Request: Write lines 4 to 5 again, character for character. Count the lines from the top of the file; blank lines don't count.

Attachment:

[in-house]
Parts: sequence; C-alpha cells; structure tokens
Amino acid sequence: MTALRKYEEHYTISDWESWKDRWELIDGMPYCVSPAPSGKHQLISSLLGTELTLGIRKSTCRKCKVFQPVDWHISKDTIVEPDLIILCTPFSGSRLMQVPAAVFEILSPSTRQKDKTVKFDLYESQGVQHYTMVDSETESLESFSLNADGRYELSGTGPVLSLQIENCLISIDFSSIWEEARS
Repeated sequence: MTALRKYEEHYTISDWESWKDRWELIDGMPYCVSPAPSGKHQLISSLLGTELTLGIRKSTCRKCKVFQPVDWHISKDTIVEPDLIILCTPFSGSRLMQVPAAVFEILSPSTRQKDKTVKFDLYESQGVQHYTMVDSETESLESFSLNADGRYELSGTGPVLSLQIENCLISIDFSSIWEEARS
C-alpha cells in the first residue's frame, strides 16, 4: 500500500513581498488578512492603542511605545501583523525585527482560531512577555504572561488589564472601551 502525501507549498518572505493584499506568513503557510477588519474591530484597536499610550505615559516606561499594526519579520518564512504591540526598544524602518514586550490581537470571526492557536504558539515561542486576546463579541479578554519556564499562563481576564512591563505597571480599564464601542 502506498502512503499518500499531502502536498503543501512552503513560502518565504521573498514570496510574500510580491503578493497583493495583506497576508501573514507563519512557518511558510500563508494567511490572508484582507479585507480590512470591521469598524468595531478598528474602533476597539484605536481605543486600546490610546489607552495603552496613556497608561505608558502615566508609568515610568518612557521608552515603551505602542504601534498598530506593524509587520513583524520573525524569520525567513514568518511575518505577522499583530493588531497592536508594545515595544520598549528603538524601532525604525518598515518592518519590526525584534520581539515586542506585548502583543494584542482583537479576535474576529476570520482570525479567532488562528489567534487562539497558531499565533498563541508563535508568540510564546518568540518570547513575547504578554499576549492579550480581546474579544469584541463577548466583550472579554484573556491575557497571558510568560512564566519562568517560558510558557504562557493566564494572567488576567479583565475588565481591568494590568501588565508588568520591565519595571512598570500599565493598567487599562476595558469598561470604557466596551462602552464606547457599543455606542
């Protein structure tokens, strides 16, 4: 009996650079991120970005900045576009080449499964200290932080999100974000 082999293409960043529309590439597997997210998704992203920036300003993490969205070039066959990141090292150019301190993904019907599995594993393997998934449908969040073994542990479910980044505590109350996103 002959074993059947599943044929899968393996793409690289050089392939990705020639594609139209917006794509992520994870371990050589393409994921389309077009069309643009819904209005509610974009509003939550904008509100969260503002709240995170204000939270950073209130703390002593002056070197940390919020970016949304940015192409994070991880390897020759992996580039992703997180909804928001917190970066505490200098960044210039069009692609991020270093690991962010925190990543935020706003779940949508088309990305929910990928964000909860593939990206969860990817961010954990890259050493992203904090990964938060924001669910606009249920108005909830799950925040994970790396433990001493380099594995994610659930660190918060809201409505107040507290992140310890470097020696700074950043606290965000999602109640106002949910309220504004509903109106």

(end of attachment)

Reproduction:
Repeated sequence: MTALRKYEEHYTISDWESWKDRWELIDGMPYCVSPAPSGKHQLISSLLGTELTLGIRKSTCRKCKVFQPVDWHISKDTIVEPDLIILCTPFSGSRLMQVPAAVFEILSPSTRQKDKTVKFDLYESQGVQHYTMVDSETESLESFSLNADGRYELSGTGPVLSLQIENCLISIDFSSIWEEARS
C-alpha cells in the first residue's frame, strides 16, 4: 500500500513581498488578512492603542511605545501583523525585527482560531512577555504572561488589564472601551 502525501507549498518572505493584499506568513503557510477588519474591530484597536499610550505615559516606561499594526519579520518564512504591540526598544524602518514586550490581537470571526492557536504558539515561542486576546463579541479578554519556564499562563481576564512591563505597571480599564464601542 502506498502512503499518500499531502502536498503543501512552503513560502518565504521573498514570496510574500510580491503578493497583493495583506497576508501573514507563519512557518511558510500563508494567511490572508484582507479585507480590512470591521469598524468595531478598528474602533476597539484605536481605543486600546490610546489607552495603552496613556497608561505608558502615566508609568515610568518612557521608552515603551505602542504601534498598530506593524509587520513583524520573525524569520525567513514568518511575518505577522499583530493588531497592536508594545515595544520598549528603538524601532525604525518598515518592518519590526525584534520581539515586542506585548502583543494584542482583537479576535474576529476570520482570525479567532488562528489567534487562539497558531499565533498563541508563535508568540510564546518568540518570547513575547504578554499576549492579550480581546474579544469584541463577548466583550472579554484573556491575557497571558510568560512564566519562568517560558510558557504562557493566564494572567488576567479583565475588565481591568494590568501588565508588568520591565519595571512598570500599565493598567487599562476595558469598561470604557466596551462602552464606547457599543455606542